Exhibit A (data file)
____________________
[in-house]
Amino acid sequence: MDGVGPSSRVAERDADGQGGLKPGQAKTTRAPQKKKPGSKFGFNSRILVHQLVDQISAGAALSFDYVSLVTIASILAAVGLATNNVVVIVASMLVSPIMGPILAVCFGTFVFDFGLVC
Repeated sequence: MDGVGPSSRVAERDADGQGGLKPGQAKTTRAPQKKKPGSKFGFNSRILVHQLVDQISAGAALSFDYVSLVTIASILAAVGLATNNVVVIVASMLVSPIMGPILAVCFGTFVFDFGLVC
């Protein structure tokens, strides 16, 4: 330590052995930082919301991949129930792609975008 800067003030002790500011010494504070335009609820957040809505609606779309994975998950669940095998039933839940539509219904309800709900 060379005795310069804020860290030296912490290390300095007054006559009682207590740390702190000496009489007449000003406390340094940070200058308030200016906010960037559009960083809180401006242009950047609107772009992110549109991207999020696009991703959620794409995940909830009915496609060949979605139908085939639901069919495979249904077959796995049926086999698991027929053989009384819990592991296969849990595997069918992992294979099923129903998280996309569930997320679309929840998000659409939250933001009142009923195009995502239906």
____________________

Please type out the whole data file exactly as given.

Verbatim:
[in-house]
Amino acid sequence: MDGVGPSSRVAERDADGQGGLKPGQAKTTRAPQKKKPGSKFGFNSRILVHQLVDQISAGAALSFDYVSLVTIASILAAVGLATNNVVVIVASMLVSPIMGPILAVCFGTFVFDFGLVC
Repeated sequence: MDGVGPSSRVAERDADGQGGLKPGQAKTTRAPQKKKPGSKFGFNSRILVHQLVDQISAGAALSFDYVSLVTIASILAAVGLATNNVVVIVASMLVSPIMGPILAVCFGTFVFDFGLVC
């Protein structure tokens, strides 16, 4: 330590052995930082919301991949129930792609975008 800067003030002790500011010494504070335009609820957040809505609606779309994975998950669940095998039933839940539509219904309800709900 060379005795310069804020860290030296912490290390300095007054006559009682207590740390702190000496009489007449000003406390340094940070200058308030200016906010960037559009960083809180401006242009950047609107772009992110549109991207999020696009991703959620794409995940909830009915496609060949979605139908085939639901069919495979249904077959796995049926086999698991027929053989009384819990592991296969849990595997069918992992294979099923129903998280996309569930997320679309929840998000659409939250933001009142009923195009995502239906």